New German power lines delayed by years – media report
Germany’s power transmission grid operators (TSO) have said that the construction of key electricity lines will likely be delayed by several years, reports Jakob Schlandt in Tagesspiegel Background. In their latest network development plan published this week, the companies provide two completion dates for many projects: one that has been communicated until now, which “assumes a very ambitious realisation largely without consideration of possible future risks.” And another, about two years later, which “is in line with the TSOs’ expectations” but also “subject to further uncertainties.”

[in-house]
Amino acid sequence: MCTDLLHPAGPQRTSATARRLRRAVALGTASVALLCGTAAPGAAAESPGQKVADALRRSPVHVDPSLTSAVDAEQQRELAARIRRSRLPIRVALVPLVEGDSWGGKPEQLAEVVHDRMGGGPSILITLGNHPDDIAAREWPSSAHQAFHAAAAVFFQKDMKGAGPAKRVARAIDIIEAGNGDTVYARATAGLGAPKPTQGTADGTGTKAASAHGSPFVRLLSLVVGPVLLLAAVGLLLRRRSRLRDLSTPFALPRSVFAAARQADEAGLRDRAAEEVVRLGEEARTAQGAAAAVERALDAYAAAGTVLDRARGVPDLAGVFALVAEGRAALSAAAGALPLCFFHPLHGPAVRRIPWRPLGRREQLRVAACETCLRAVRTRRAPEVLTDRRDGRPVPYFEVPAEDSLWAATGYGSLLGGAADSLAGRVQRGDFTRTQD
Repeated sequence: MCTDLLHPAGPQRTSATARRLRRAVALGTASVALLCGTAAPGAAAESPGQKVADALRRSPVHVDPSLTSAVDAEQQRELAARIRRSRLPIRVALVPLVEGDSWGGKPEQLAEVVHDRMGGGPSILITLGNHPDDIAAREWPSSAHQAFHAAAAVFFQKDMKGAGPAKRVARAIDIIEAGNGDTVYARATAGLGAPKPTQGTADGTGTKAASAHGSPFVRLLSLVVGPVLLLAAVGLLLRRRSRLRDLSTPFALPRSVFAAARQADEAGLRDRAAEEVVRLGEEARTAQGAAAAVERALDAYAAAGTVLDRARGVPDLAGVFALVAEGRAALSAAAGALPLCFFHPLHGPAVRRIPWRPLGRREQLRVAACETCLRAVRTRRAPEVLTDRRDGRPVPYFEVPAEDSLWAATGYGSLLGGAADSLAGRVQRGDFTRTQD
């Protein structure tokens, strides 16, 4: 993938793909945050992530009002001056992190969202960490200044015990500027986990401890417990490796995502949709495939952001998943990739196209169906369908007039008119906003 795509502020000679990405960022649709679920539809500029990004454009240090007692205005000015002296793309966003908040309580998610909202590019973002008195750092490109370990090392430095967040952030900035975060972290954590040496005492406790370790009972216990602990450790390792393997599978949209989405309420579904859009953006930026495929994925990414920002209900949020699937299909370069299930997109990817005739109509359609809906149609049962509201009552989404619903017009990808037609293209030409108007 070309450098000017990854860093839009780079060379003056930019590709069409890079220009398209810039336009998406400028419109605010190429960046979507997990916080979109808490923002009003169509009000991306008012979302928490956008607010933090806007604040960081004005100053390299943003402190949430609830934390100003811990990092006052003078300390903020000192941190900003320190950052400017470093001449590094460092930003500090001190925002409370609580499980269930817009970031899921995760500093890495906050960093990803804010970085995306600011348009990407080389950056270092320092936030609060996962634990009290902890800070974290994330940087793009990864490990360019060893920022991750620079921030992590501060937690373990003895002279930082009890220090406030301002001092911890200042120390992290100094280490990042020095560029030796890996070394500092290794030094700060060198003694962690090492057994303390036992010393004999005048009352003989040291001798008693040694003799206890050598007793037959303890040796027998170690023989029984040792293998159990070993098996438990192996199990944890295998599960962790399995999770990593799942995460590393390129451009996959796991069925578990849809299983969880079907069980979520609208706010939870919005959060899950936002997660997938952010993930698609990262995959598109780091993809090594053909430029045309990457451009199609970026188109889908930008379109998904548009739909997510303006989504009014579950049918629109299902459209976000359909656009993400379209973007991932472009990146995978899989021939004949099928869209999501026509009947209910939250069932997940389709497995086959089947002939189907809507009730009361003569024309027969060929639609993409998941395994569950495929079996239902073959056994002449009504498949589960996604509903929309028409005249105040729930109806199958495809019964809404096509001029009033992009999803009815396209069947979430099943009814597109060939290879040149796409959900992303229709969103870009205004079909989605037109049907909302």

This affects a good third of the 120 measures that have already been decided and all the major direct current (DC) power lines, according to Tagesspiegel’s analysis. The TSO said that supply security will not be affected, even after Germany shuts off its last nuclear power plant at the end of 2022. However, the cost of measures to stabilise the grid (e.g. re-dispatch measures) will likely increase. Energy minister Peter Altmaier had declared the grid expansion – needed in particular to transport wind energy from the North to the industrial hubs in the South of the country – one of his priorities when he entered office in 2017. Critics say that none of his acceleration measures have had enough impact. Delays in grid development occur for a range of reasons, such as slow planning procedures or legal challenges.